To do so, your app has to create a catalog using the Create a new catalog endpoint. When your app creates a catalog, the API returns its UUID. You will use this catalog UUID to get information about the catalog and retrieve related products.

To help your users know how to configure a catalog, give it the most descriptive name possible.

By default, new catalogs are disabled and only users can enable a catalog. It means that once a user has enabled it, you won't be able to retrieve products for this catalog.

Enable catalog field

To help your users, you can redirect them directly to the catalog configuration interface on their Akeneo PXM Studio using the following URL structure:


At any moment, you can verify if a catalog is enabled by calling the get catalog endpoint.

#Step 3: Get products using catalogs

Once you have an enabled catalog, paginate the related products using this endpoint.

#Next steps

#Use the catalog product mapping

To further help you in your app development, you can use product mapping to push your data structure to Akeneo PIM and get pre-formatted product data.

#What you'll learn

After completing this tutorial, you'll be able to push your JSON mapping schema to the PIM and get product data in the format you expect.


#Step 1: Define your JSON schema

The first step to using the mapping feature is determining the JSON schema you need to push to the Akeneo PIM to get mapped product data.

JSON Schema is a declarative language that allows annotating and validating JSON documents. It describes an existing data format, provides clear human- and machine-readable documentation, and allows to validate data which is useful for ensuring the quality of client-submitted data.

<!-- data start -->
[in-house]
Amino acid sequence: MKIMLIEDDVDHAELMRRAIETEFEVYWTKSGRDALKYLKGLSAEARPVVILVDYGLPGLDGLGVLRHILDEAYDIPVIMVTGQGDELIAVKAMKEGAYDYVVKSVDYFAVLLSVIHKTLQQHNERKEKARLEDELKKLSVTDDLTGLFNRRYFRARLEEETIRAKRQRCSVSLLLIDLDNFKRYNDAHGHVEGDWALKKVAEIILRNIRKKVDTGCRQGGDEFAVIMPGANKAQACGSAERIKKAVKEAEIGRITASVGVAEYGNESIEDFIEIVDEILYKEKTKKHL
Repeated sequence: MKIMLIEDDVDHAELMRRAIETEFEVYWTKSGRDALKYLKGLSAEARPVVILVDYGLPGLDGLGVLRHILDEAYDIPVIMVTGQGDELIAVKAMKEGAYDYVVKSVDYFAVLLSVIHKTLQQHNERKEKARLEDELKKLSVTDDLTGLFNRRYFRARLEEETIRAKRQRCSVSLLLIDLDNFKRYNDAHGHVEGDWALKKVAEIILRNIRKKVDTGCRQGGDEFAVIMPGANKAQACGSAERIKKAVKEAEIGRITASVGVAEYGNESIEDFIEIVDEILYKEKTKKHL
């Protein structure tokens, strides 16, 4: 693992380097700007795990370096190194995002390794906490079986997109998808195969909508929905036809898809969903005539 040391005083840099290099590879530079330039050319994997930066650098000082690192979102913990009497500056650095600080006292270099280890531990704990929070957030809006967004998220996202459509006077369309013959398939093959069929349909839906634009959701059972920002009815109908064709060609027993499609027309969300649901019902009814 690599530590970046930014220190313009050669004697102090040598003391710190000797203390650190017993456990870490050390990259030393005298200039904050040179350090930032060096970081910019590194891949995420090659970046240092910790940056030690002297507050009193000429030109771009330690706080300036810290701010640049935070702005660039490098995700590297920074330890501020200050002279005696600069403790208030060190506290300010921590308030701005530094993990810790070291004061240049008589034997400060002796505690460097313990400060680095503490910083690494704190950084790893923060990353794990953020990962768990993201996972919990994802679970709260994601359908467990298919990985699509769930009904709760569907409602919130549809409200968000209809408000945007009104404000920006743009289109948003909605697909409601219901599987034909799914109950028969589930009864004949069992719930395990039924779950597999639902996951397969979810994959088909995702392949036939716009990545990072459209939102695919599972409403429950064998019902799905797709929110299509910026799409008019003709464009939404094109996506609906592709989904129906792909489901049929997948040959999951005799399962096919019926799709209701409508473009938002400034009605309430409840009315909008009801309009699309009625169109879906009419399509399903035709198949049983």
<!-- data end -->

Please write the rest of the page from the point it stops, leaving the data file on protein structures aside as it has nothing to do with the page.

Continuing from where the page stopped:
To help you define your schema, we advise you to use this online validator pre-configured with our latest meta-schema: jsonschemavalidator.net. The validator highlights errors if there are some or displays a success message if your schema matches all our meta-schema constraints.

You can also download the latest product mapping meta-schema - v1.0.0 (December, 2023) and the related product mapping schema example.

Please note that we don't return empty values.
When the mapped attribute is empty on the Akeneo PIM side, you won't receive the target property for this product in the API response.

#Step 2: Push your product mapping schema

Once your product mapping schema is ready, use the endpoint to create or update the product mapping schema related to a catalog to push your schema to the PIM and access the related configuration screen inside the PIM.

#Step 3: Get mapped product data

Finally, get product data using the three endpoints you could find here.

#Step 4: Test your implementation

To do so, please:

  1. Log into your developer sandbox
  2. Click Connect, Connected apps, Catalogs, then the name of your catalog
  3. Go to the Product mapping tab
  4. Fill in the mapping and enable the catalog using the Enable catalog button in the catalog header

We use your product mapping schema to display a screen where your users will configure their catalog. Here is an example of an interface displayed using a JSON schema:

Example of a mapping interface

#Next steps